• Completion of the chromosomal DNA sequence of E. coli K12 strain MG-1655 in 1997, confirmed that
    • ptsG encodes one (IICBGlc/PtsG) of two glucose-specific PTS transporters, whereas
    • the genes for the general proteins and IIAGlc reside within a separate ptsHIcrr operon.
  • The glucose-PTS of E. coli consists of four proteins (Biophys J. 2003 Jul;85(1):612-622):
    • the general PTS-proteins enzyme I (EI) and HPr and the carbohydrate-specific proteins IIAGlc and IICBGlc.
    • The former three proteins are located in the cytoplasm and relay a phosphoryl-group derived from phosphoenolpyruvate (PEP) in a consecutive manner to the latter membranebound protein, which in turn imports glucose and concomitantly phosphorylates it.
    • The IICBGlc subunit of the glucose transporter acts by a mechanism which couples vectorial translocation with phosphorylation of the substrate. 
      • It contains 8 transmembrane segments connected by 4 periplasmic, 2 short, 1 long (80 residues), cytoplasmic loops and an independently folding cytoplasmic domain at the C-terminus.
    • In E. coli K-12, the major glucose transporter with a central role in carbon catabolite repression and in inducer exclusion is the phosphoenolpyruvate-dependent glucose:phosphotransferase system (PTS).
      • Its membrane-bound subunit, IICBGlc, is encoded by the gene ptsG;
      • its soluble domain, IIAGlc, is encoded by crr, which is a member of the pts operon.
    • The system is inducible by D-glucose and, to a lesser degree, by L-sorbose.
    • Enzyme IIAGlc and IIAGlc-P are considered sensors for glucose. We mimicked the absence of glucose by lowering its concentration from 500 to 0.5 uM.
    • IIAGlc ‘‘senses’’ the concentration of PEP via two intermediate proteins, i.e., EI and HPr.
    • Enzyme IIAGlc of E. coli mediates another signal transduction route also effecting glucose repression. 
      At low glucose (and high PEP), many catabolic operons are activated by the action of cAMP. 
      The cAMP is produced by adenylate cyclase, and that enzyme is activated by phosphorylated IIAGlc (Saier et al., 1996).

Escherichia coli adenylate cyclase homepage

E. coli K12 adenylate cyclase

The phosphoenolpyruvate-dependent sugar transport system (PTS) is present in a large variety of bacteria. 
It catalyzes transport and phosphorylation of hexoses and hexitols at the expense of phosphoenolpyruvate (PEP). 
Only three of four enzymes are required for this entire sequence.

  • The initial step in the energy conversion process is the EI catalyzed conversion of phosphoenolpyruvate (PEP) to pyruvate and P-HPr.
  • EI is a metal requiring hydrophobic enzyme which is active only as a dimer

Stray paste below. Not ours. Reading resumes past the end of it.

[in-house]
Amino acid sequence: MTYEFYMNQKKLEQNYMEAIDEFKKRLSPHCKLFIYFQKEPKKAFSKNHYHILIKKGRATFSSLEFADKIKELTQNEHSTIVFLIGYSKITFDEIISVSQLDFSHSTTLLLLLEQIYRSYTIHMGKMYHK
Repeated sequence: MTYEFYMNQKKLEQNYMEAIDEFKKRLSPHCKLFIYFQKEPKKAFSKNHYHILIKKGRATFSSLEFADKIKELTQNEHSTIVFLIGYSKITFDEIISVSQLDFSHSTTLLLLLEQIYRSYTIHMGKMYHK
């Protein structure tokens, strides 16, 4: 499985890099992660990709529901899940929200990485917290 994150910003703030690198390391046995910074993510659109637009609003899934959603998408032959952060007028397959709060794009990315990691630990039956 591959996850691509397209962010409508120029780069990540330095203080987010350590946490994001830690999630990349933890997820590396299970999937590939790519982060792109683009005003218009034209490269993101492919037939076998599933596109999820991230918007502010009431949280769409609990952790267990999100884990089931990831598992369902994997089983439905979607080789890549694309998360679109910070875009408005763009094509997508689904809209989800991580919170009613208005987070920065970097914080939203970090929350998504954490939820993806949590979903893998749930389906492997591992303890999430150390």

Kinetic and gel filtration data confirm that it forms functional ternary complexes with HPr or P-Hpr and phosphoenolpyruvate or pyruvate 
    which influence both the degree of dimerization and the specific activity of the dimer. 
  • The ptsH, ptsI, and crr genes, coding for three of the proteins of the phosphoenolpyruvate-dependent phosphotransferase system (PTS) 
    (HPr, enzyme I, and enzyme IIIGlc, respectively).
  • The three genes constitute an operon, but analysis of the ptsH, ptsI, and crr transcripts by Northern (RNA) blotting revealed the existence of three major mRNA species. 
    • One encompassed the three cistrons,
    • a second one the ptsH gene and part of the ptsI gene, and
    • the third one only the distal gene crr. The short crr transcripts were initiated inside the ptsI open reading frame at points which were identified by S1 mapping.
  • Previous study (J Bacteriol. 1988 September; 170(9): 3827–3837) showed that
    • the ptsH, ptsI, and crr genes exhibited high basal expression,
    • transcription of the ptsH and ptsI genes was stimulated threefold by the cyclic AMP-cyclic AMP receptor protein complex and also by growth on glucose, 
      but only in the presence of an active enzyme IIGlc,
    • crr-specific expression was not sensitive to the complex or to growth on glucose, and
    • under the growth conditions tested, the major part of crr transcription was initiated from internal promoters.
  • Growth of E. coli MG-1655 and its transformants on selected sugars
  • Accumulation of phosphosugars such as glucose-6-phosphate causes a rapid degradation of ptsG mRNA encoding the major glucose transporter IICBGlc 
    in an RNase E/degradosome-dependent manner. The destabilization of ptsG mRNA is caused by a small antisense RNA (SgrS) that is induced by phosphosugar stress.
    mRNA localization to the inner membrane coupled with the membrane insertion of nascent peptide mediates the Hfq/SgrS-dependent ptsG mRNA destabilization 
    presumably by reducing second rounds of translation.
  • When glucose is present in the medium and it is being transported by the PTS, the IIAGlc protein is non-phosphorylated, and in this state, it binds to various non-PTS permeases inhibiting uptake of other carbon sources. This form of IIAGlc also binds to the enzyme glycerol kinase (GK), inhibiting its activity.